Anyway, the book is basically a competition book. It was original and would be very exciting for younger audiences. I could see 13 year old boys really enjoying this book.
Profile Image for Sherwood Smith.
Author 168 books37.5k followers
May 25, 2017
I opened this ARC yesterday to glance at it (I have other books going) and absolutely fell into it. And a debut? What a stunning book!

I was going to avoid it, as I am tired of teenage gladiatorial books with sloppy worldbuilding that only exists to throw the teens into a pit to fight themselves bloody (between swooning and angsting over their Lurve Triangle) but I stumbled on a reference to there being only one white character in this book, and I had to read it.

I am so glad I did. Make no mistake, the tension-line is at maximum overdrive, because the competition is there, hoo boy is it there. But Reintgen has put together a fascinating world that promises all kinds of layers behind the mega corporation Babel, who funds this trip to a new planet called Eden, where a mysterious substance called nyxia is being mined. But it's being controlled by indigenous people who slaughtered the adults and protected the children in the initial exploration party.

So many interesting questions lie outside, to be answered in subsequent volumes, meanwhile this one concerns Emmet, a black kid from Detroit, trying to find his place among the other nine teens on their ship: while they travel to Eden, the ten embark on a super intense training regimen that is meant to eliminate two from the ten.

What I found exceptionally good was how Emmet struggles not only to be the best, but to define what that best is. He's all the conflicts of human nature wrapped up in one complex kid: his parents, he knows, define the best as being a good man, not merely a physically strong or lethal one. And it is not clear that the adults training and watching over these kids want the same thing.

Reintgen does a terrific job with the female characters. They are complex, fascinating, frightening, wonderful. All the characters are distinct, and watching how they develop is as absorbing as the steadily heightening threats of the training.

The writing is so much better than that in the usual run of YA gladiatorial novels--taut, vivid, intelligent, insightful, heartbreaking as well as exhilarating, and only *one spelling mistake* (free reign instead of free rein) and no grammar oopses. Rare!

Meanwhile there's the nyxia itself. What is that stuff?

I look forward to finding out; meantime this is one of my best reads of the year so far.

Copy provided by NetGalley
Profile Image for Lauren Lanz.
686 reviews247 followers
May 9, 2021
(Rating lowered after further contemplation. Original review below).

"My fight is one of decades and generations. One bad day won’t stop me from rising up. I won’t quit, not today, not ever.”

Combining several elements of well-known sci-fi and dystopia, Nyxia is a fairly entertaining read. Although my interest in the plot hindered by the end, I do think this is a story that many will find great enjoyment in (mainly for its characters).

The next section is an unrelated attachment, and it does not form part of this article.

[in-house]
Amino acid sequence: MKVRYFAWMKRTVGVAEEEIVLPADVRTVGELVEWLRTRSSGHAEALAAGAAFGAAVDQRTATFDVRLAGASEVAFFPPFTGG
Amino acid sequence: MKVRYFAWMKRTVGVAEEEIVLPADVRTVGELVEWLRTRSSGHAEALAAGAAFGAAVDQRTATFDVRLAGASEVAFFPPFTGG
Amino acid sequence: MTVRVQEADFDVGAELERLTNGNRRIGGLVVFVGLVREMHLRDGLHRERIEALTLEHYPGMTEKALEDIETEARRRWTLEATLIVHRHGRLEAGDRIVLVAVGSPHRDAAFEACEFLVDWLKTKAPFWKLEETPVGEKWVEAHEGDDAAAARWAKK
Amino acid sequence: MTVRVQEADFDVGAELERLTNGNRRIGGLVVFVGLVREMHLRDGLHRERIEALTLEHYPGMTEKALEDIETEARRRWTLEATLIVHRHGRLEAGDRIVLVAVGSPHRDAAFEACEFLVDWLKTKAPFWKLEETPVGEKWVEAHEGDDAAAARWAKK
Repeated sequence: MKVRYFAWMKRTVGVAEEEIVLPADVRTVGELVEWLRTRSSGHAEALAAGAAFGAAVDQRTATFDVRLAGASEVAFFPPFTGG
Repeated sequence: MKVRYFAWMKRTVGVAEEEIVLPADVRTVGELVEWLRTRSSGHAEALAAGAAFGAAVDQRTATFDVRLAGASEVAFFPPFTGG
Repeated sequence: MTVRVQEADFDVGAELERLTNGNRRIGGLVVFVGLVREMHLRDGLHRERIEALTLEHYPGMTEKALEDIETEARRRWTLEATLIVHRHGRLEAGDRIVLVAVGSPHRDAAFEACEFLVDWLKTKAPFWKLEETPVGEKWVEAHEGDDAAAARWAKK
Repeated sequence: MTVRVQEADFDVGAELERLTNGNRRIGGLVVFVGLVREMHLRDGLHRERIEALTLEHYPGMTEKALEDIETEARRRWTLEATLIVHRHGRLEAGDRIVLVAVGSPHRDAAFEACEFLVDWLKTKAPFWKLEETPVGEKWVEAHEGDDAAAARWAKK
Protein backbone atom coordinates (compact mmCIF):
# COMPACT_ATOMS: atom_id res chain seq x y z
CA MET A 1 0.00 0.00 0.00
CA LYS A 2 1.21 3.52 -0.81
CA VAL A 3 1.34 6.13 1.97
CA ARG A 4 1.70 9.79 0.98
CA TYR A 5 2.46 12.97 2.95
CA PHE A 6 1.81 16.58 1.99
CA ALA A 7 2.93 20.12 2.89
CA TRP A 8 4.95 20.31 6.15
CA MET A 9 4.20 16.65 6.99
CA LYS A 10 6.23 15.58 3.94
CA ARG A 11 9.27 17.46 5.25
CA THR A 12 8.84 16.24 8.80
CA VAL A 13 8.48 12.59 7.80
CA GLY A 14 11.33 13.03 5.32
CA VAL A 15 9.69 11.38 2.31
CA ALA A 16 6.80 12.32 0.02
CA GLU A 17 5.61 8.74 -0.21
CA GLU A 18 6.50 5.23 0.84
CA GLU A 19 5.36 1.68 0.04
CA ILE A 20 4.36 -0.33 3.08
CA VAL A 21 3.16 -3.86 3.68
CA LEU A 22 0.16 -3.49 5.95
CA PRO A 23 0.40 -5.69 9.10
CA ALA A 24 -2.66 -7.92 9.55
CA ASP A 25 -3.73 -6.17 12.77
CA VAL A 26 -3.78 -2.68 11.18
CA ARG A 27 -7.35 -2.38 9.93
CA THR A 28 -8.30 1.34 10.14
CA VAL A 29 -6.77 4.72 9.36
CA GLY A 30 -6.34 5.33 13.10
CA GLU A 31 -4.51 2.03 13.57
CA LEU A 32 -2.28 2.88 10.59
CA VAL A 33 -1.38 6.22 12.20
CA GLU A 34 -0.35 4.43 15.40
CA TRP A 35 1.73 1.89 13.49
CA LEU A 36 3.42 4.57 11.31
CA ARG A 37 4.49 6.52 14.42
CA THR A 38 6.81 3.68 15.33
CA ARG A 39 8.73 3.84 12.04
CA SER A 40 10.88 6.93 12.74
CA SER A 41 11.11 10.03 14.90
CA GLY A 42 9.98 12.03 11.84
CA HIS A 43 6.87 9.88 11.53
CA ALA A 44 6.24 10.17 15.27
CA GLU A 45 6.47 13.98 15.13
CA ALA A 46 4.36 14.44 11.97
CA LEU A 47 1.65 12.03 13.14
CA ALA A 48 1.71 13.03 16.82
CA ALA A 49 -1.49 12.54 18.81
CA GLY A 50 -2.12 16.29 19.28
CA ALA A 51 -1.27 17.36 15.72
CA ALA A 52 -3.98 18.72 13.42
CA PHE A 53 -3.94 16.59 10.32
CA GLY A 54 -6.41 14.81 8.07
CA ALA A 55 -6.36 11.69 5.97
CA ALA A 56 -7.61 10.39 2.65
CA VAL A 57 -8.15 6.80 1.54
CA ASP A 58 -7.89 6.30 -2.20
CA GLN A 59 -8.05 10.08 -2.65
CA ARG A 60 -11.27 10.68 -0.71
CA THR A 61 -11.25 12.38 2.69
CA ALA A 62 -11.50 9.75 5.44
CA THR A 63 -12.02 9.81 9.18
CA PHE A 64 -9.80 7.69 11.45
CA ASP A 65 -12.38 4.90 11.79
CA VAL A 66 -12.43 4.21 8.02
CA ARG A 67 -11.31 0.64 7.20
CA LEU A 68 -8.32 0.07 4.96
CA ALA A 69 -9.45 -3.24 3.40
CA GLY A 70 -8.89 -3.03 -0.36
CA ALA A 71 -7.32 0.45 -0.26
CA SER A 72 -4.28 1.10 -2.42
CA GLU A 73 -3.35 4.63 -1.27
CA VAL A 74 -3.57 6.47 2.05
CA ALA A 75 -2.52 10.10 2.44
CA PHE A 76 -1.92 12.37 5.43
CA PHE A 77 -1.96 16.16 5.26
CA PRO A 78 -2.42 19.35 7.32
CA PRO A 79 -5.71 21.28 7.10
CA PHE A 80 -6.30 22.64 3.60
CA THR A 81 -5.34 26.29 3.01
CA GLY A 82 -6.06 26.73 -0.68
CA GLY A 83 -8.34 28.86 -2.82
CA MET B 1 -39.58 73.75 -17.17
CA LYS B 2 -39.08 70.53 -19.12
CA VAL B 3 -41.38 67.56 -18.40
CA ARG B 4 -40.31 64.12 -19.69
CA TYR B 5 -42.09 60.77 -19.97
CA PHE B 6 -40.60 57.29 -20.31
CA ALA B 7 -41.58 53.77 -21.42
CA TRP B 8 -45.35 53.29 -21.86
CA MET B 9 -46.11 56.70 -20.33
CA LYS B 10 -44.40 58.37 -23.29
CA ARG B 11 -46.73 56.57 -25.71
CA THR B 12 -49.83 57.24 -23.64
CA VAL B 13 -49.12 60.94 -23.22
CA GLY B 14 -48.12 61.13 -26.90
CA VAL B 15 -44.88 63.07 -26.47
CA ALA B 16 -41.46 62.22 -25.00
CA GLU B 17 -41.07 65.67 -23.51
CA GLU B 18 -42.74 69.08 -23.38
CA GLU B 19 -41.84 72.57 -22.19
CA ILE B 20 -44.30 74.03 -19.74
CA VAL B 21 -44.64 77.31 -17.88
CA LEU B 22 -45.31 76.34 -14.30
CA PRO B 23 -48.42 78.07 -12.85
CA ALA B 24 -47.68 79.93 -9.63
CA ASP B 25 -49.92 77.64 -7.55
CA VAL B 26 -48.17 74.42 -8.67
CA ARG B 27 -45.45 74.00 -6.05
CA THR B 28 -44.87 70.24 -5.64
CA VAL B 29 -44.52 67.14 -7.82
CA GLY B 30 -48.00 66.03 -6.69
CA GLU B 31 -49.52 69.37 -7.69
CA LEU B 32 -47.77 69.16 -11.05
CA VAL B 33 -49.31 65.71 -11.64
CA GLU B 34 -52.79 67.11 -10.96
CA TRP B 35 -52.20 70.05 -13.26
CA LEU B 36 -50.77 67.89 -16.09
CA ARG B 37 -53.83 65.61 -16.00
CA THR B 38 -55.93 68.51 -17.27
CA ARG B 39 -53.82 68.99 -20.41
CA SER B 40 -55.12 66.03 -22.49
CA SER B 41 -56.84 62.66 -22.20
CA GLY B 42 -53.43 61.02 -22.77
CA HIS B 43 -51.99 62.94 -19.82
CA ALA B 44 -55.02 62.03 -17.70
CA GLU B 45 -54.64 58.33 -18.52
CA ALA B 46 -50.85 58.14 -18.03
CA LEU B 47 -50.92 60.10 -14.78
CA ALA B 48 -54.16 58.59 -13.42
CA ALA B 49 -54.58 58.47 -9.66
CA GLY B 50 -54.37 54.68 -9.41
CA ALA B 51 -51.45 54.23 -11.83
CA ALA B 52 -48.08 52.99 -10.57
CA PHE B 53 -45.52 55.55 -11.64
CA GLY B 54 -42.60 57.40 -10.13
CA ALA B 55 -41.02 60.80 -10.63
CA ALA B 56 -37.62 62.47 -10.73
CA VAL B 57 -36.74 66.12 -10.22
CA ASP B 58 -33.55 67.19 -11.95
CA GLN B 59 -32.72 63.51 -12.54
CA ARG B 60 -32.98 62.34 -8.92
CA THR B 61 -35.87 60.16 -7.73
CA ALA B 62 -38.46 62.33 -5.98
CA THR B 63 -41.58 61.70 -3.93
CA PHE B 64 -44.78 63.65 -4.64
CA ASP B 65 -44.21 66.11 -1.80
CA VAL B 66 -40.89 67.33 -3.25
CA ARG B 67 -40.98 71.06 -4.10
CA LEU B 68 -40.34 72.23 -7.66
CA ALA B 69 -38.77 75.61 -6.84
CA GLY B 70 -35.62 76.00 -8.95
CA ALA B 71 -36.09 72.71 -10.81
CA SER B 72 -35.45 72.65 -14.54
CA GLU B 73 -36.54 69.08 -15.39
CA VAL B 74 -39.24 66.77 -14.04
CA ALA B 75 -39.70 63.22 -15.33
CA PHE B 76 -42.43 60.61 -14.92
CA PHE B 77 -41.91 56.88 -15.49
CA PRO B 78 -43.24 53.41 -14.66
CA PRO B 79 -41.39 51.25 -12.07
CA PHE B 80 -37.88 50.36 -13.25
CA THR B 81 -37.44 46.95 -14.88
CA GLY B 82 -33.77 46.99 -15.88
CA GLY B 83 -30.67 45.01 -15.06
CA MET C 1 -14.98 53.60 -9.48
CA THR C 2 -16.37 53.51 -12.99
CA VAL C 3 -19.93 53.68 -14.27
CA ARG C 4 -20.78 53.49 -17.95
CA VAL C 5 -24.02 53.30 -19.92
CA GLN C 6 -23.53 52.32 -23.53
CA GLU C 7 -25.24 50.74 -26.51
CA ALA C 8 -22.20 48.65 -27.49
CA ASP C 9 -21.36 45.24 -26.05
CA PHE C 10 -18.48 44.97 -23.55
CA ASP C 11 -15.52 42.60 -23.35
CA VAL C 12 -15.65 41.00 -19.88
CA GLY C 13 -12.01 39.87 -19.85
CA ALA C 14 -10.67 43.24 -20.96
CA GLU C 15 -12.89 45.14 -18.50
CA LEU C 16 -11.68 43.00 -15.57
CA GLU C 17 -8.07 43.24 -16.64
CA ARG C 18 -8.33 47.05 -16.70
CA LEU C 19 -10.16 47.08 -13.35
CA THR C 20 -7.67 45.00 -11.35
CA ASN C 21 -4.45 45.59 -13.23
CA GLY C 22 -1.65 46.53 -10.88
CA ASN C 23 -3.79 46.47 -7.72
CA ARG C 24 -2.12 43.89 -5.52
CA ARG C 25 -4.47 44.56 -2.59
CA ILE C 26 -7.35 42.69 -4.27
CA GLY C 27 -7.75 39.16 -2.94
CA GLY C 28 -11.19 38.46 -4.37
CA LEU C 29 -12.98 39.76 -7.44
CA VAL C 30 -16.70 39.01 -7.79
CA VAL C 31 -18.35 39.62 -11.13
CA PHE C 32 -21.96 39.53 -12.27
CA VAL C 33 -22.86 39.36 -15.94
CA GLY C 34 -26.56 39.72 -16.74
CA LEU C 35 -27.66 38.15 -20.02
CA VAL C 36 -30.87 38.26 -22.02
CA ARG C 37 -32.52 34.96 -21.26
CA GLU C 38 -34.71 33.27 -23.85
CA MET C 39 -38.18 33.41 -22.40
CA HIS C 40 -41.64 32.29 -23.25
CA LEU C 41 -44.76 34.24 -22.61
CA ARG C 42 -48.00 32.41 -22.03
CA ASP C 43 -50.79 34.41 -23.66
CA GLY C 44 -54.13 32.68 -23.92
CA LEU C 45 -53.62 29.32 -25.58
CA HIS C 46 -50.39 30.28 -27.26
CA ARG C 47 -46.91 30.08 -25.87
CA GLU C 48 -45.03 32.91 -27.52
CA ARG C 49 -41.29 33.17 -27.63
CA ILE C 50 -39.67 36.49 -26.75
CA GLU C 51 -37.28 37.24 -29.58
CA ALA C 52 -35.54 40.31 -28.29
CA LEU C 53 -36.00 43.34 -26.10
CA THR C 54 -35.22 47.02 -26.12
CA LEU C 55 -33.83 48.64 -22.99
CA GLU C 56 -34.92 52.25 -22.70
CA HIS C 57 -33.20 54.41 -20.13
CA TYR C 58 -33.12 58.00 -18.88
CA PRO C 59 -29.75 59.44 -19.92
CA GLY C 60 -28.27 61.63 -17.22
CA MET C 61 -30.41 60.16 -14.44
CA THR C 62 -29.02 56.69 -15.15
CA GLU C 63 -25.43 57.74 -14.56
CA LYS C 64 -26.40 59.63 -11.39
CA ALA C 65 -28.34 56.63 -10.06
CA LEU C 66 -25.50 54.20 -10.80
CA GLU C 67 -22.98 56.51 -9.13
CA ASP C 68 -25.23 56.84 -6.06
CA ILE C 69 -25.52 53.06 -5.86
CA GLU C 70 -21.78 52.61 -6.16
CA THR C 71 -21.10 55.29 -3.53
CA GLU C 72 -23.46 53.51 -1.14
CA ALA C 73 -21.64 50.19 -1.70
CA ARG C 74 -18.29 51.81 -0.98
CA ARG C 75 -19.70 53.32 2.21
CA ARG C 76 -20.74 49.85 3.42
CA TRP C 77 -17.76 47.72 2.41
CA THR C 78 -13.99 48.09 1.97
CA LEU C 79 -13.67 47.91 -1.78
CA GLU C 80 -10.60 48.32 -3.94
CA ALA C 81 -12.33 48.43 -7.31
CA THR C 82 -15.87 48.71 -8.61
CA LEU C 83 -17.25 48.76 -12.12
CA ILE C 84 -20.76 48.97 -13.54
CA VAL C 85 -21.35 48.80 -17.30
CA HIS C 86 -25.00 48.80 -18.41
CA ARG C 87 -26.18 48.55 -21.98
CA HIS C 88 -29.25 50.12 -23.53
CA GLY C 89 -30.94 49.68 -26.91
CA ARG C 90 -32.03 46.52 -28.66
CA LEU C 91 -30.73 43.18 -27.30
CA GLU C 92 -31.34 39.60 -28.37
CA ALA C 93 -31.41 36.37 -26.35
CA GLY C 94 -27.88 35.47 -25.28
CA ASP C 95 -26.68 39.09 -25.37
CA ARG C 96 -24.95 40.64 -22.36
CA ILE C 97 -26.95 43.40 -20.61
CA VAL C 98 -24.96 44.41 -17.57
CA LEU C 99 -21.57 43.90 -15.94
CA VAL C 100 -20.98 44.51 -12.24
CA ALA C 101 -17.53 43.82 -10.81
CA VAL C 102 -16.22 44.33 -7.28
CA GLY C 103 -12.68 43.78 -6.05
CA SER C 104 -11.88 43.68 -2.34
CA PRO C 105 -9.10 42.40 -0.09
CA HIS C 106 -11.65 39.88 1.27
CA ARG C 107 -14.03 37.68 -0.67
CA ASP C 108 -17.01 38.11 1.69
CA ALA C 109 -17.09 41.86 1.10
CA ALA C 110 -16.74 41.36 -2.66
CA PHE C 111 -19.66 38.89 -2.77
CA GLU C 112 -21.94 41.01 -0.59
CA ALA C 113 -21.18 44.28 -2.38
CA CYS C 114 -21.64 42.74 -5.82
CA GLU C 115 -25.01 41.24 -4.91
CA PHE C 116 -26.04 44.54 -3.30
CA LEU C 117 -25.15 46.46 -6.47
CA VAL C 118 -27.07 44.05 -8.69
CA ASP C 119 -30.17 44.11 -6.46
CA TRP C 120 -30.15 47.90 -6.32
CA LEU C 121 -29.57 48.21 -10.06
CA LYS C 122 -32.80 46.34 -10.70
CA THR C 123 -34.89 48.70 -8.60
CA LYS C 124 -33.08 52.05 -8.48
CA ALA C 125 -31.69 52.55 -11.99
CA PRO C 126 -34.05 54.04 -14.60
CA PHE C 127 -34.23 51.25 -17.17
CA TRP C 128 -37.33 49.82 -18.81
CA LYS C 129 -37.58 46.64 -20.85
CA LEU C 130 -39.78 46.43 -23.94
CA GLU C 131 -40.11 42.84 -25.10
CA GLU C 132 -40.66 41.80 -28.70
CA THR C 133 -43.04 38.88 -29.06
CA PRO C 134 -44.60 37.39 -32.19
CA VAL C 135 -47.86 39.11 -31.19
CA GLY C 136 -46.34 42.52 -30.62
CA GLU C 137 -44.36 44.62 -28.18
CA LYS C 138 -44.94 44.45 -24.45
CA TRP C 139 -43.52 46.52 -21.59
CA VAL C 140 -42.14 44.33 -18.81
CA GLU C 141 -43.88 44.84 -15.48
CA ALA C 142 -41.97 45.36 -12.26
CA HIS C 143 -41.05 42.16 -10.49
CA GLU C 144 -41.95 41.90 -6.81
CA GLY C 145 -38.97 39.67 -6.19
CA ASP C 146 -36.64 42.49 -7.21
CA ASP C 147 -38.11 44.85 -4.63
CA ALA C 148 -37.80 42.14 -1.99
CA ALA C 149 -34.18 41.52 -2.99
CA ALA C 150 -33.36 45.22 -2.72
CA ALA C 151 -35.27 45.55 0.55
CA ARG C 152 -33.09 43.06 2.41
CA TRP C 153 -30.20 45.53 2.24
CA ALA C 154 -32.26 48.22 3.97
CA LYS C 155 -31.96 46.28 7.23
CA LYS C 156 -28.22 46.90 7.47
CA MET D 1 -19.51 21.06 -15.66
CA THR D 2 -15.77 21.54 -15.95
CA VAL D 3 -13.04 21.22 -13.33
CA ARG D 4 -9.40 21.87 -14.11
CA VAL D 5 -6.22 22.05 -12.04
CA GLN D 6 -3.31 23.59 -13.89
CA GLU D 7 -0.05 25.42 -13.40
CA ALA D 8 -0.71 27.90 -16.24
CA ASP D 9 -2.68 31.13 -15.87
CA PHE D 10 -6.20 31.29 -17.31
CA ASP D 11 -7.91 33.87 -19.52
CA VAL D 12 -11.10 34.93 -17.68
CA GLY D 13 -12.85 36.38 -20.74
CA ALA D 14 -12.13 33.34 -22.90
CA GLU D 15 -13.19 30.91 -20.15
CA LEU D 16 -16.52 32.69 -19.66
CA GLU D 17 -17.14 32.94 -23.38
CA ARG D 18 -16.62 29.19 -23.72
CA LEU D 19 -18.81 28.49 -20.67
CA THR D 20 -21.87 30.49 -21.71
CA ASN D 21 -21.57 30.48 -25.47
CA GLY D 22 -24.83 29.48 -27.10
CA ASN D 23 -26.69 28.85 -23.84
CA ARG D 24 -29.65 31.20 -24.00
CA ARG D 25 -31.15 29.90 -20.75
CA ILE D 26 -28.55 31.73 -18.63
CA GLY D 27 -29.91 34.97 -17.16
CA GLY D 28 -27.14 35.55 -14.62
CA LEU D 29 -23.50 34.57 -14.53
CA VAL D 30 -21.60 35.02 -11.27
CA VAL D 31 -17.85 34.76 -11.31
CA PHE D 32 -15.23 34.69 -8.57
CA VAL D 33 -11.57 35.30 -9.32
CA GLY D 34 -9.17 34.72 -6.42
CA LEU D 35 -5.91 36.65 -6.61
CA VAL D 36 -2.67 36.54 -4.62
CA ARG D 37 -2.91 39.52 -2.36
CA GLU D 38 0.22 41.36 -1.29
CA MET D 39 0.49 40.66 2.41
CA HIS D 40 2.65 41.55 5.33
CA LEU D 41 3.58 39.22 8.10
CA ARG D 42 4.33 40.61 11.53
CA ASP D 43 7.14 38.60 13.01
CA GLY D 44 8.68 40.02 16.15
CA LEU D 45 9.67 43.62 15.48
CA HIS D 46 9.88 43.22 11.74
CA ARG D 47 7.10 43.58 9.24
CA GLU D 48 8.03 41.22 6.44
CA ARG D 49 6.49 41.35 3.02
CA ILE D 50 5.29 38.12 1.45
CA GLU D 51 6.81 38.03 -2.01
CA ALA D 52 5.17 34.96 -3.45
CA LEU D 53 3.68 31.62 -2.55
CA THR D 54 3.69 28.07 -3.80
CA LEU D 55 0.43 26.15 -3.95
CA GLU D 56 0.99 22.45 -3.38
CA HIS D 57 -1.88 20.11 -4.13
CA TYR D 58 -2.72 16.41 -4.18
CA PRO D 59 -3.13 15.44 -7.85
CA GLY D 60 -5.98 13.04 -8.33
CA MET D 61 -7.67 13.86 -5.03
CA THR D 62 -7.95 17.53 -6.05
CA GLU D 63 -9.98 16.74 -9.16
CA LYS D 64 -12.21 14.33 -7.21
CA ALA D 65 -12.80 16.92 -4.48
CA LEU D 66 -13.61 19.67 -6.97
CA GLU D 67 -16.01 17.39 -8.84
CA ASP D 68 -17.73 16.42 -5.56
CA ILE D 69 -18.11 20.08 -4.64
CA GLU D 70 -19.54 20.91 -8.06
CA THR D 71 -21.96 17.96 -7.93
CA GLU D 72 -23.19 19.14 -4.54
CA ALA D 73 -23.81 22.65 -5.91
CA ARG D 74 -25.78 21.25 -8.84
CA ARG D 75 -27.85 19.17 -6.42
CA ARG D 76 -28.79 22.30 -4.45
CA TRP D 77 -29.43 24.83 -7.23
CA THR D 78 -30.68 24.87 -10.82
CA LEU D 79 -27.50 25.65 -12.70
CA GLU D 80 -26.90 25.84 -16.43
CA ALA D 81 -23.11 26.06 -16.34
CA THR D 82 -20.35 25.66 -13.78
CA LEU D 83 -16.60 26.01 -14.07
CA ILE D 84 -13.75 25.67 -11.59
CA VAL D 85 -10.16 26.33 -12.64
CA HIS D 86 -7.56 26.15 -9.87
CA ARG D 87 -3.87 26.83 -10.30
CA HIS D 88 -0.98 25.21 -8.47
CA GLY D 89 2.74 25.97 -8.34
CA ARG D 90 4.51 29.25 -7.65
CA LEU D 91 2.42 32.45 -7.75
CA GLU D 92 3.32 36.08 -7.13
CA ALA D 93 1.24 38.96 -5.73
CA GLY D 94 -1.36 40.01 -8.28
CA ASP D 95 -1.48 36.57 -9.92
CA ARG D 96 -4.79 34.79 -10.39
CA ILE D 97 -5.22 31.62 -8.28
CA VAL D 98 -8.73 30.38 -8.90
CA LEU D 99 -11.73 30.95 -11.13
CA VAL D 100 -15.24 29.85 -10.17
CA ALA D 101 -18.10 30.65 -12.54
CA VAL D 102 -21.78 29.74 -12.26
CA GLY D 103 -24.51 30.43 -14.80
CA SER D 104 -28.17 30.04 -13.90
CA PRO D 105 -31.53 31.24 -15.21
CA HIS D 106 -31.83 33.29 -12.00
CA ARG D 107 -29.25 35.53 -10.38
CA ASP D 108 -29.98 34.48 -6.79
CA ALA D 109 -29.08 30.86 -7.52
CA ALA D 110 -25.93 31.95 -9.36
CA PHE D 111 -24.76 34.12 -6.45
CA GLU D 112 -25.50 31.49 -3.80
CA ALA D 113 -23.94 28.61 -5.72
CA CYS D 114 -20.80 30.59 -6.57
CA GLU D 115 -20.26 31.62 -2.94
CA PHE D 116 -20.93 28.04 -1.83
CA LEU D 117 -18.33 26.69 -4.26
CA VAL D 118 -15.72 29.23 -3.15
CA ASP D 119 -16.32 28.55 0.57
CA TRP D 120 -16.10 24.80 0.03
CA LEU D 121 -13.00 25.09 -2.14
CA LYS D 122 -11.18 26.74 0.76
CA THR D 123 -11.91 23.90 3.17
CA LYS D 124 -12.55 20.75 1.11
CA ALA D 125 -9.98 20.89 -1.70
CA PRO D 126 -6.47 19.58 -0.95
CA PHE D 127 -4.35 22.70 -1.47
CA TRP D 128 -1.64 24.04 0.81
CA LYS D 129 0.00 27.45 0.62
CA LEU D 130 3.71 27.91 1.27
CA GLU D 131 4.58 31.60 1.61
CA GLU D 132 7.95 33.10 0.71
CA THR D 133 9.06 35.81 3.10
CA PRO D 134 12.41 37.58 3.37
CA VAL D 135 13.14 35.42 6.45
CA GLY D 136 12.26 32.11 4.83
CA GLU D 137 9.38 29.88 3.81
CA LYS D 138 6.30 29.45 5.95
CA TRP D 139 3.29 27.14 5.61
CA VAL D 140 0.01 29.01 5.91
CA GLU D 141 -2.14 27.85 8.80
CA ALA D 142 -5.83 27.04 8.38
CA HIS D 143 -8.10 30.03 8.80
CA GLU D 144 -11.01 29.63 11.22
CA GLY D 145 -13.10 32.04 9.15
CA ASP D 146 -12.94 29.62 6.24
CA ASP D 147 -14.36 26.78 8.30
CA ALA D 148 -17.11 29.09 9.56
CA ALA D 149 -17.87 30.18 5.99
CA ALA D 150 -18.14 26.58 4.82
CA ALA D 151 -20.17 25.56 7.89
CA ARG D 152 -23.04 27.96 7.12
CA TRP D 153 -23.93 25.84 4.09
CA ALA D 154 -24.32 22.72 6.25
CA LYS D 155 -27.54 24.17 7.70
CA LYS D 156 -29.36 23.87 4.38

~★~ What is this book about? ~★~

Emmett Atwater is one in a handful of broken teenagers granted an unforgettable opportunity: win a lifetime of riches in exchange for mining the rare resource Nyxia.
Soon enough, it is revealed that there is only eight spots available for the mission, and a total ten recruits. As their space journey commences, Emmett is forced to secure his place through a competition gone cutthroat, one that may cost his sanity.


It was so refreshing to see such a diverse cast in a YA fantasy! The main characters are made up of teenagers from all around the world including Japan, Brazil, Kenya, Sweden, Palestine, China and America! Reintben did a particularly good job in establishing distinct personalities for each of the ten Babel recruits. I grew attached to many of them within only a couple of chapters.

As for the plot, it started off amazingly! By the hundred page mark, I expected to give Nyxia an easy five stars. Unfortunately, as the competition progressed things became slightly repetitive and my attention span dwindled. If I wasn’t so fond of the characters, I don’t know that I would have finished this book. I can easily see both sides of the spectrum (why people might love or hate this book), but I fall somewhere in the “meh” category. If you like reading about space, and don’t mind some familiar dystopian tropes, I’d bet you might enjoy Nyxia.
Profile Image for Nemo ☠️ (pagesandprozac).
865 reviews397 followers
August 24, 2017
(2.5 stars)

Call me old-fashioned, but when I read a book about space, I tend to expect it to be... space-y.

This kind of felt like Hunger Games or Divergent in space, except from the fact that a lot of the time you could completely forget that they even were in space and they could easily have been just training on Earth, in the desert, or in the Slytherin common room. Contrast this with space books such as Illuminae or Defy the Stars, where there was no doubt that the action was taking place In Space.

But I'm a huge space fan, so maybe that won't bother people who aren't as into space as I am.

Oh, and also, there was a disappointing dearth of aliens. We meet precisely one (1) alien, and only for like, three pages or something idek. So that was also disappointing, because I was expecting A L I E N S.

Anyway, enough about the lack of aliens and space-y-ness, let's talk about the other stuff.

The characters were really well developed. All the contestants had their own distinct personalities and depth, especially the main character Emmett, who also had realistic flaws and character development throughout the novel, which was really nice! Also, there was only one white person, which makes sense seeing as the participants were selected from all over the world. So well done for racial diversity.